SMEs will suffer most from Brexit, study reveals
Innovative and export oriented firms and SMEs operating in high-tech and service-related industries will be the most negatively affected by Brexit, according to research.
A study carried out by academics from the University of St Andrews, using survey data collected from nearly 10,000 companies, has provided the first insight into the potential consequences of Brexit for small and medium-sized firms.
To take note of, the UK's 5.5m SMEs account for over 99% of the country's firms and 60% of total UK private sector employment, as well as for 73% of all net private sector job creation in the UK.
According to the research, SMEs are more likely to experience lower levels of capital investment, reduced access to external finance and lower levels of growth in the aftermath of Brexit. Britain's decision to egress from the bloc is also likely to lead to lower levels of internationalisation, innovation and new product development, the study found.
The survey carried out by the academics also revealed that 16% of SMEs questioned believed Brexit would be a major obstacle for the growth of their business.
Nonetheless, it was the bigger SMEs that were more concerned about withdrawal from the EU while smaller businesses had a more positive take on the new situation.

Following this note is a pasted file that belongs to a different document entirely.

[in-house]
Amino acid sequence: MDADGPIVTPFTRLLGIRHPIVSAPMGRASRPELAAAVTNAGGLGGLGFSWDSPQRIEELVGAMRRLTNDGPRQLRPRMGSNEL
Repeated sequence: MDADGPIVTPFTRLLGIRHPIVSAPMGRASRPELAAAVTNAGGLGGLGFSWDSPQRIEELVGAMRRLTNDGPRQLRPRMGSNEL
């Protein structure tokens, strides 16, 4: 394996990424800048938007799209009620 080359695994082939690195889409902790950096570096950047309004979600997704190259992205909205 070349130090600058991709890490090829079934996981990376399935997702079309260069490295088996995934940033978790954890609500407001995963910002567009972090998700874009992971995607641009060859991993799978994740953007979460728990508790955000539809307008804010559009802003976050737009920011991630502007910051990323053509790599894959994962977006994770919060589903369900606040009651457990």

Regarding geography, more Northern Irish (25%) and Scottish (21.2%) firms saw Brexit as a major obstacle, compared to those in Wales (16.3%) or England (15.4%). By sectors, the business sector was most worried about the outcome of Brexit followed by Transport/Retail and accommodation.
The study also found that SMEs which considered Brexit to be an obstacle were less ambitious and innovative.
For most SMEs, ensuring free and easy access to the single market should be the key goal.
Dr Ross Brown, who headed up the research, said: "The perceived negative impacts appear to be foremost in the minds of entrepreneurs and managers located in the types of innovative and export-oriented companies, which are often viewed as the high growth 'superstars' of tomorrow.
"In other words, SMEs thought to be the most significant for boosting productivity and economic growth may be the most negatively affected by Brexit."